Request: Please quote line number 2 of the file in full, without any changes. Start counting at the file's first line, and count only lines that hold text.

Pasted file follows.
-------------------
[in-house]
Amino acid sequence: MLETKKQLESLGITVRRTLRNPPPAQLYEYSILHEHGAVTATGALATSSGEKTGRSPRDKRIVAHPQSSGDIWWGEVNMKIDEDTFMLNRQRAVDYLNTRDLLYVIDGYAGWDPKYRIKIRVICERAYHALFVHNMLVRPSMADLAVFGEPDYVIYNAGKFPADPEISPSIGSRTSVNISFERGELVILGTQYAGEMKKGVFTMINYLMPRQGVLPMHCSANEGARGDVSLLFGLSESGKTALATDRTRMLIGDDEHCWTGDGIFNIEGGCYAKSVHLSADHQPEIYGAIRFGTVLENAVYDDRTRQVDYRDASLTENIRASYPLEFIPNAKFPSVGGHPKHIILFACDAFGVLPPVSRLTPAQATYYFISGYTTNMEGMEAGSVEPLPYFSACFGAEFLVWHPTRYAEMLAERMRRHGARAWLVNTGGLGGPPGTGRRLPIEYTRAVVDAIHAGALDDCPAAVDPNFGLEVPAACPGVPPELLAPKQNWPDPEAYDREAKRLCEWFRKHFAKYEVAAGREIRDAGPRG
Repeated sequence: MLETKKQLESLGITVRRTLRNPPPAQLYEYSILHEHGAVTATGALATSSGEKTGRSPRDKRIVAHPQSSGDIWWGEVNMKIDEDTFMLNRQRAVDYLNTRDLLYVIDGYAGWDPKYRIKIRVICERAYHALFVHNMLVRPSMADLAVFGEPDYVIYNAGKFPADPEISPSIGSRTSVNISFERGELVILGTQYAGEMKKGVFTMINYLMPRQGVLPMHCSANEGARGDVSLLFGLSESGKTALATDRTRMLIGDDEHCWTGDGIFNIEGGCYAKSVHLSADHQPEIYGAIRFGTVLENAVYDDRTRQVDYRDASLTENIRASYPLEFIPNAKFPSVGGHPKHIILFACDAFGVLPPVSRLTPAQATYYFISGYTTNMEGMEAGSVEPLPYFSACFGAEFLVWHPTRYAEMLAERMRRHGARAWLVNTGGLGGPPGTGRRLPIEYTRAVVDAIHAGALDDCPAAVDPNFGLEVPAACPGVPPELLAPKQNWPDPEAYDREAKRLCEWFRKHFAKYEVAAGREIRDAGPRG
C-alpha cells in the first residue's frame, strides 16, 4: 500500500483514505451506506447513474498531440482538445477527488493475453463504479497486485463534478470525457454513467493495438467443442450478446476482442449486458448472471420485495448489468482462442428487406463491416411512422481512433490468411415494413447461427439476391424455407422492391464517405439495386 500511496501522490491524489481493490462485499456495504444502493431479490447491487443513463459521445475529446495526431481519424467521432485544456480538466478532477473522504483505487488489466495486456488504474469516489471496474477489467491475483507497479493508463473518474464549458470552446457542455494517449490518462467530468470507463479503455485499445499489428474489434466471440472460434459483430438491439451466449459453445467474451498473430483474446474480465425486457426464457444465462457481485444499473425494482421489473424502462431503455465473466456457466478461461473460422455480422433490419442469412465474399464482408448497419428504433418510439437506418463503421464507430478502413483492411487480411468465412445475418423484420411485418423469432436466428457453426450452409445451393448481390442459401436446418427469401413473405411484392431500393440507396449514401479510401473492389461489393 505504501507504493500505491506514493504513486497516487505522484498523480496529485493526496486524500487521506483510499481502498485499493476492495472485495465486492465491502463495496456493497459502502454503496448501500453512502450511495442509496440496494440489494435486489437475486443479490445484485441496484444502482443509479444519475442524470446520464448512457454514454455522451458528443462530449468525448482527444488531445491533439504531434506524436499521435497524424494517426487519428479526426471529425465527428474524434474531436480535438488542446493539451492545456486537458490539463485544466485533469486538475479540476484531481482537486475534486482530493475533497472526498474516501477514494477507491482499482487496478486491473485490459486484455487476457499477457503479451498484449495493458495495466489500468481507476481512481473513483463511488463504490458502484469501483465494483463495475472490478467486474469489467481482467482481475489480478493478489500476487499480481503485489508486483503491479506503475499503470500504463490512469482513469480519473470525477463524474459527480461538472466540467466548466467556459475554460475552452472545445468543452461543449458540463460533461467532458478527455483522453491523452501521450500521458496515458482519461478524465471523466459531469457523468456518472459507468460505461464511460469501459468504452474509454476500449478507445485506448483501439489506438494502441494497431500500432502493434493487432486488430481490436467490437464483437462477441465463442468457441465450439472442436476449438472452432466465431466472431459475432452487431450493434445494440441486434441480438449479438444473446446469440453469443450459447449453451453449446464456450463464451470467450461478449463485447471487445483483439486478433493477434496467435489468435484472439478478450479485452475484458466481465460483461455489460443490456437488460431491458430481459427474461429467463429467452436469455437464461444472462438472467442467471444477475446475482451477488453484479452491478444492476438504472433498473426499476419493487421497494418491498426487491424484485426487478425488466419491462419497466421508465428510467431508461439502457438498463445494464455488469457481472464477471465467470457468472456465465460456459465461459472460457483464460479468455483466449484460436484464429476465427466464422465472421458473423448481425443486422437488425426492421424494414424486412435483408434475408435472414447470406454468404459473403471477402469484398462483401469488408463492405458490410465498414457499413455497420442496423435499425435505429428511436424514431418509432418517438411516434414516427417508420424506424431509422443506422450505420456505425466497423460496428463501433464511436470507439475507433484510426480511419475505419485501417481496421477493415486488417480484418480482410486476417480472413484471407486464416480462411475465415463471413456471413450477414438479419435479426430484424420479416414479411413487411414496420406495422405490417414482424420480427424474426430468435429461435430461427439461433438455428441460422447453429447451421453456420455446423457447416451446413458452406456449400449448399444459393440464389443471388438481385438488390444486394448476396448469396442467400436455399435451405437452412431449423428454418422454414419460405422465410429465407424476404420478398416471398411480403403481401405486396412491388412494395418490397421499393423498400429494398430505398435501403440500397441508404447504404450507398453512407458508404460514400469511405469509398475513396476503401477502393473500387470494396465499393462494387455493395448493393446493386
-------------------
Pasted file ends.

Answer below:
Amino acid sequence: MLETKKQLESLGITVRRTLRNPPPAQLYEYSILHEHGAVTATGALATSSGEKTGRSPRDKRIVAHPQSSGDIWWGEVNMKIDEDTFMLNRQRAVDYLNTRDLLYVIDGYAGWDPKYRIKIRVICERAYHALFVHNMLVRPSMADLAVFGEPDYVIYNAGKFPADPEISPSIGSRTSVNISFERGELVILGTQYAGEMKKGVFTMINYLMPRQGVLPMHCSANEGARGDVSLLFGLSESGKTALATDRTRMLIGDDEHCWTGDGIFNIEGGCYAKSVHLSADHQPEIYGAIRFGTVLENAVYDDRTRQVDYRDASLTENIRASYPLEFIPNAKFPSVGGHPKHIILFACDAFGVLPPVSRLTPAQATYYFISGYTTNMEGMEAGSVEPLPYFSACFGAEFLVWHPTRYAEMLAERMRRHGARAWLVNTGGLGGPPGTGRRLPIEYTRAVVDAIHAGALDDCPAAVDPNFGLEVPAACPGVPPELLAPKQNWPDPEAYDREAKRLCEWFRKHFAKYEVAAGREIRDAGPRG